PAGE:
I want to start off this post by saying that I have the greatest friends.
That's pretty much all I want to say. Thanks for stopping by my blog.
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Actually, there's more that I want to stay. Don't go away just yet.
On Saturday, the girls and I drove out to Fitzroy Harbour to join friends for a dinner party. I was looking forward to this gathering for some time, because it's always good to be with these friends and to catch up, share some outstanding wine, eat some great food, and share some laughs.
It wasn't until we were all together—Astrid, Perry, Andy, Shirley, Sandy, and Rob—that we were able to remark with some surprise that we hadn't seen each other in more than two years. Time flies with amazing speed: while my friends hadn't changed much (okay, a little: Sandy and Rob had finally tied the knot; Astrid and Perry had lost weight and looked fantastic), we were only able to remark on the passing of time by noticing how much the kids had changed since we last got together.
Two years is way too long to let slip between getting together. Sure, life gets busy, but what is the point of enjoying life if you can't make the time to be with those you care about?
I told my friends that I missed them and that I never wanted to let such a long amount of time get between seeing them again. To press the point, I shared some sad news that I only learned of last week. And I now want to share it with you:
Last Wednesday, while I sat in the waiting area of L's gymnastic class, I ran into an old friend, Lucy, who I had known from the days when she and I worked at the bank. Those were great days, when I had made some good friends with co-workers. In the six years that I worked at the bank, many of those friends were as close as family. Lucy was one of those friends.
We reminisced about those days in the bank, talked about the people we knew and wondered what had become of them.
One of my best friends from the days at the bank was a guy named Phil. He was a laid-back, funny, caring, and hard-working fellow who called everyone "Bud." He said that whether he knew your name or not, he preferred to call you "Bud" because that way, he'd never make the mistake of calling anyone by the wrong name.
Phil and I spent almost as many ours together outside of bank hours than in them. Card games at his apartment, enjoying some quarts of beer at the restaurant across from the bank, a day at La Ronde in Montréal, a weekend during Homecoming in Kingston, at Queen's University (neither of us had gone to Queen's but I had a few friends who we went to visit).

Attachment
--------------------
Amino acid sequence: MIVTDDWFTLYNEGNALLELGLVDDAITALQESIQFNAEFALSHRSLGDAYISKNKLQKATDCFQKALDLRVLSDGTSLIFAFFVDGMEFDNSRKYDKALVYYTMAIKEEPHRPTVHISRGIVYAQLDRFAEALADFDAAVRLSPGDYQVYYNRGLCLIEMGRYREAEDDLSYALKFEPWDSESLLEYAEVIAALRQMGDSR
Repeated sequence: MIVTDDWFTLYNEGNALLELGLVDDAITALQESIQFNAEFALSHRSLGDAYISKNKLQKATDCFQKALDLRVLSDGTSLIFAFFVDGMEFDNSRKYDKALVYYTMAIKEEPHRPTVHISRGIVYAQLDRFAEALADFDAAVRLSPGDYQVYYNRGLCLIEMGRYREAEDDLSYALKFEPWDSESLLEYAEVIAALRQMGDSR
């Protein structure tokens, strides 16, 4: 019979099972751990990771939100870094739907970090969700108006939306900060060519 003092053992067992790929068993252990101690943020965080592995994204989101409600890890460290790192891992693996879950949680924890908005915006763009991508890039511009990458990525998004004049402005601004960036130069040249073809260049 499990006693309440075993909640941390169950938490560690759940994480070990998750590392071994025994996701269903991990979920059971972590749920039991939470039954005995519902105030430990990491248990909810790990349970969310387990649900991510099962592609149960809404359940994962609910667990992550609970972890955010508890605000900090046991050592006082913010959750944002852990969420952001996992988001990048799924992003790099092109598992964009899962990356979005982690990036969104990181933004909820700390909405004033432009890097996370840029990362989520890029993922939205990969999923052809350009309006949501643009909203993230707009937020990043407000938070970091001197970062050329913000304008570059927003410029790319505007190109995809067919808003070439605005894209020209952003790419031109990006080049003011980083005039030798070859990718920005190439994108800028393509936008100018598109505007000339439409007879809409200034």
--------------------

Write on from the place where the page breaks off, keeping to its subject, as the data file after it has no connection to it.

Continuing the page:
When Lori and I went to Korea, I kept in touch with Phil. I sent him postcards and we exchanged e-mail messages. And when I returned to Canada and started looking for a job, Phil helped me get a job by simply going to his manager and telling him to hire me. I started work the very next day.
When I started work as a technical writer at Corel, Phil and I got together less and less. He started another job away from the bank and we lost touch altogether. It was only a couple of years ago, when another of my friends, Andrew—who didn't know before that Phil and I were buds—told me that he dealt with Phil through his company, and that when Phil discovered that Andrew knew me, he said to say hi. I told Andrew to give Phil my contact info and Andrew gave me Phil's. I contacted Phil once, but never heard back from him.
Last week, I told Lucy about my failure to contact Phil and added, "I'd really like to see him again. I feel bad about us losing contact and would love to re-establish our friendship."
Lucy's face dropped. "You haven't heard? Phil passed away last May."
My heart sunk. Apparently, Phil had cancer and had lost his short battle in the spring. I was shocked, speechless. I immediately looked up his obituary online, on my iPhone. And there he was. Poor Phil: gone at 42.
I've been thinking of Phil ever since Lucy broke the news. I deeply regret not making an extra effort in keeping in touch. In not seeing him again.
I love my friends. They are the greatest. And I need to make a better effort at reaching out to see them. The dinner party on Saturday night made me realize how much I missed my friends. I have other friends who I haven't seen in a long time, and I need to reach out to them. To let them know I haven't forgotten them and that I care.
Hold on to your friends. Keep them close. Because you never know what tomorrow brings.